Demo of Brunel on Cars Data

The Data

We read the data into a pandas data frame. In this case we are grabbing some data that represents cars. We read it in and call the brunel use method to ensure the names are usable

In [1]:
import pandas as pd
import brunel

cars = pd.read_csv("data/cars.csv")


mpg cylinders engine horsepower weight acceleration year origin name
0 18.0 8 307.0 130.0 3504 12.0 70 American chevrolet chevelle malibu
1 15.0 8 350.0 165.0 3693 11.5 70 American buick skylark 320
2 18.0 8 318.0 150.0 3436 11.0 70 American plymouth satellite
3 16.0 8 304.0 150.0 3433 12.0 70 American amc rebel sst
4 17.0 8 302.0 140.0 3449 10.5 70 American ford torino
5 15.0 8 429.0 198.0 4341 10.0 70 American ford galaxie 500


We import the Brunel module and create a couple of simple scatterplots. We use the brunel magic to do so

The basic format of each call to Brunel is simple; whether it is a single line or a set of lines (a cell magic), they are concatenated together, and the result interprested as one command.

This command must start with an ACTION, but may have a set of options at the end specified as ACTION :: OPTIONS.

ACTION is the Brunel action string; OPTIONS are key=value pairs:

  • data defines the pandas dataframe to use. If not specified, the pandas data that best fits the action command will be used
  • width and height may be supplied to set the resulting size

For details on the Brunel Action languages, see the Online Docs on Bluemix

In [2]:
%brunel data('cars') x(mpg) y(horsepower) color(origin) filter(horsepower)  :: width=800, height=300


In [3]:
%brunel bar data('cars') x(origin) y(mpg) mean(mpg) animate(year:6)   :: width=800, height=300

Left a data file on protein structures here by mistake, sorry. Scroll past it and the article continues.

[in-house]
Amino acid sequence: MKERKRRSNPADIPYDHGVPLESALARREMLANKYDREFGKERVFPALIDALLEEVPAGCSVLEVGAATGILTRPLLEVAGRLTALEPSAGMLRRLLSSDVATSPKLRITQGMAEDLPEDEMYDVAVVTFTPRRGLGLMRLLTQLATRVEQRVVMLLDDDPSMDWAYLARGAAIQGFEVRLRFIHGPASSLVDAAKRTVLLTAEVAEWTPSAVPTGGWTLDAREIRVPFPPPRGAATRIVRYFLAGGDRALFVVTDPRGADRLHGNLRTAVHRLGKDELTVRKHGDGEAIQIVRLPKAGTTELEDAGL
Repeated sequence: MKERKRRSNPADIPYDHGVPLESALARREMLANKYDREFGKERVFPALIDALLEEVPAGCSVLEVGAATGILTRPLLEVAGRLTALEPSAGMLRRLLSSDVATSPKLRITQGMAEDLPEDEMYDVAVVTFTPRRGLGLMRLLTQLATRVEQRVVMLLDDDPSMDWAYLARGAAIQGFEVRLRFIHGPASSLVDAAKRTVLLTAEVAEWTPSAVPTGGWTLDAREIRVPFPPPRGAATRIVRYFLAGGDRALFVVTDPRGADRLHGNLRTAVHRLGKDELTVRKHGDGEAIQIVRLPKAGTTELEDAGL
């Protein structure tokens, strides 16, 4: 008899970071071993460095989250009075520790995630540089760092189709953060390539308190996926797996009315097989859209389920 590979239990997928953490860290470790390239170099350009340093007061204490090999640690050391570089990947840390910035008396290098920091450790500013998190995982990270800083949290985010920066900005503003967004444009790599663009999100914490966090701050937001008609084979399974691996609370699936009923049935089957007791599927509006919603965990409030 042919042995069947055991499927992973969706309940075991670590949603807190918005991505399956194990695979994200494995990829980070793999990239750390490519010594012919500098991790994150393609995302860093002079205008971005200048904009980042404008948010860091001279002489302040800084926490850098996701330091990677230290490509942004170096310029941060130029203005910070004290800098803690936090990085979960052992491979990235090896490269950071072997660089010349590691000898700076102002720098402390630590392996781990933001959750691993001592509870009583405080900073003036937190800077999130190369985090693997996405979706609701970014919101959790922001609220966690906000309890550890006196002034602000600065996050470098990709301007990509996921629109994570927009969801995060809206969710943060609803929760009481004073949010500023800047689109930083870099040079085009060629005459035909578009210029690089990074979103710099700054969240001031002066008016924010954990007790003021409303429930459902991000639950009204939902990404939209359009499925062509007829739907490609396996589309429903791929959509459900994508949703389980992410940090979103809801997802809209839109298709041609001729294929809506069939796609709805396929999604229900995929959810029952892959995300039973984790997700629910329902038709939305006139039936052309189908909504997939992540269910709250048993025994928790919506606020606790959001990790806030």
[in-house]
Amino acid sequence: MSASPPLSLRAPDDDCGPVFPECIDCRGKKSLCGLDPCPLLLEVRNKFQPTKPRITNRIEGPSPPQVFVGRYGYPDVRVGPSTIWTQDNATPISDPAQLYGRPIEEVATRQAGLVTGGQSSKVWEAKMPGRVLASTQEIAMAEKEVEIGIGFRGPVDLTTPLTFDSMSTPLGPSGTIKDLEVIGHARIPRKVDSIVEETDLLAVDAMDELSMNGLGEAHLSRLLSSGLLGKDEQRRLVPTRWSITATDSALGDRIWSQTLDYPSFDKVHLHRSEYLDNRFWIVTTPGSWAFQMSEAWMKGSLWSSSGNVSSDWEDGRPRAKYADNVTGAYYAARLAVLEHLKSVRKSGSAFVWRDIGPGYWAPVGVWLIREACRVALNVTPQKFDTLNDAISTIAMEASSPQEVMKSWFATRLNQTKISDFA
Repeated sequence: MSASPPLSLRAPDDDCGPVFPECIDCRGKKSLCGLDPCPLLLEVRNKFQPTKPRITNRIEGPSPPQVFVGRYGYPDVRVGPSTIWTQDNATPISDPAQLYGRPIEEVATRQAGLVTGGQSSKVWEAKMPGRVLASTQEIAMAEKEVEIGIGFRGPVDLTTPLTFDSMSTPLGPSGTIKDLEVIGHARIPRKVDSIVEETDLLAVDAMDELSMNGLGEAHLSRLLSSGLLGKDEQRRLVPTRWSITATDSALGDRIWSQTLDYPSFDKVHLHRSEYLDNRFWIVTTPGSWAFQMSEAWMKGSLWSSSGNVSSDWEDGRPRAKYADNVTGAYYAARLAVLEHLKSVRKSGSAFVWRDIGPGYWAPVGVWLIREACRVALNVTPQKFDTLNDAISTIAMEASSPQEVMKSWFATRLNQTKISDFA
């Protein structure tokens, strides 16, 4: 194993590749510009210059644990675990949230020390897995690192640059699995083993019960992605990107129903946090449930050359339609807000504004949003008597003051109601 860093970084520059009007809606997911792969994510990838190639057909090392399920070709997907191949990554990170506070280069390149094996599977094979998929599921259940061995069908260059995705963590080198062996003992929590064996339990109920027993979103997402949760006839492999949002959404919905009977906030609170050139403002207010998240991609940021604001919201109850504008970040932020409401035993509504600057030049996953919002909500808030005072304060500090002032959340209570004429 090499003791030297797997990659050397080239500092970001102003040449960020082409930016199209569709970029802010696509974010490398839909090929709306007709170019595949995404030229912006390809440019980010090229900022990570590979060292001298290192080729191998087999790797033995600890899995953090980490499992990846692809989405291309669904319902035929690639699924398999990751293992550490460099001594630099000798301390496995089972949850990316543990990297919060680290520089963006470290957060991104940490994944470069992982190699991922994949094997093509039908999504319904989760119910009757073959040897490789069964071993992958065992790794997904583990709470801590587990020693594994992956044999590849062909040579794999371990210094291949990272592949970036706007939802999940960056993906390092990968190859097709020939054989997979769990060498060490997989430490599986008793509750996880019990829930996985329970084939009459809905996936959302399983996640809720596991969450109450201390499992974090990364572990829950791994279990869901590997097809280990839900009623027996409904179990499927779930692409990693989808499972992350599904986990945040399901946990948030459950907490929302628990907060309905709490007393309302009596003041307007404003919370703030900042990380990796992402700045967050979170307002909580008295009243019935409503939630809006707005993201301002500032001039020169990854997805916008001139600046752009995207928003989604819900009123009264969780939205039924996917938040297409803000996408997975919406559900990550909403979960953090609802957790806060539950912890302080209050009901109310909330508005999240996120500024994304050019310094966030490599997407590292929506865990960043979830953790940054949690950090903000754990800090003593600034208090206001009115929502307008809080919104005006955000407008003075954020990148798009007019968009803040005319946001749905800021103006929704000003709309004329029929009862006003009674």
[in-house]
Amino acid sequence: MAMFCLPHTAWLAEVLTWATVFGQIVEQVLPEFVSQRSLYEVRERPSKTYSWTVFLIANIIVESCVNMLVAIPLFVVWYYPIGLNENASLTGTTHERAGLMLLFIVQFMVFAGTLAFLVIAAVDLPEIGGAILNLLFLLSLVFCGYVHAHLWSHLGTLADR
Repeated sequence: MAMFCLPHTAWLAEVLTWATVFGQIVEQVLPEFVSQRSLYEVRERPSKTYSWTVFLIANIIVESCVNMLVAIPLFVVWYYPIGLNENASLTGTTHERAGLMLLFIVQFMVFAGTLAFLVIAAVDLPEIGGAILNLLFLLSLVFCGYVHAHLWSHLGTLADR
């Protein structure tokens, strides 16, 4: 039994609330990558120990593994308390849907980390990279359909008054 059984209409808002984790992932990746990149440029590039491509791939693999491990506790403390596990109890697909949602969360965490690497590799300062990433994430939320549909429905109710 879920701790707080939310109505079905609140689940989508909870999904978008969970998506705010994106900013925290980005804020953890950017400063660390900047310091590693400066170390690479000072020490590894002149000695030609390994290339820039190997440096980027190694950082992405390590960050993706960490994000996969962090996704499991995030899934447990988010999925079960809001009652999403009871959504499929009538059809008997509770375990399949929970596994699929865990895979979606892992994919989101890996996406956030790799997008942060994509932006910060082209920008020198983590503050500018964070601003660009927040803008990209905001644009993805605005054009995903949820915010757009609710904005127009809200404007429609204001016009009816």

In [4]:
%brunel data('cars') edge yrange(origin, year) chord size(#count) color(origin) :: width=500, height=400


In [5]:
%brunel data('cars') treemap x(origin, year, cylinders) color(mpg) mean(mpg) size(#count) label(cylinders) tooltip(#all):: width=900, height=600


Using the Dataframe

Since Brunel uses the data frame, we can modify or add to that object to show data in different ways. In the following example we apply a function that takes a name and sees if it matches one of a set of sub-strings. We map this function to the car names to create a new column consisting of the names that match either "Ford" or "Buick", and use that in our Brunel action.

Because the Brunel action is long -- we are adding some CSS styling, we split it into two parts for convenience.

In [6]:
def identify(x, search): 
    for y in search: 
        if y.lower() in x.lower(): return y
    return None

cars['Type'] = x: identify(x, ["Ford", "Buick"]))

In [7]:
%%brunel data('cars') x(engine) y(mpg) color(Type)  style('size:50%; fill:#eee') +
     x(engine) y(mpg) color(Type) text style('text {font-size:14; font-weight:bold; fill:darker}')
    :: width=800, height=800


In [ ]: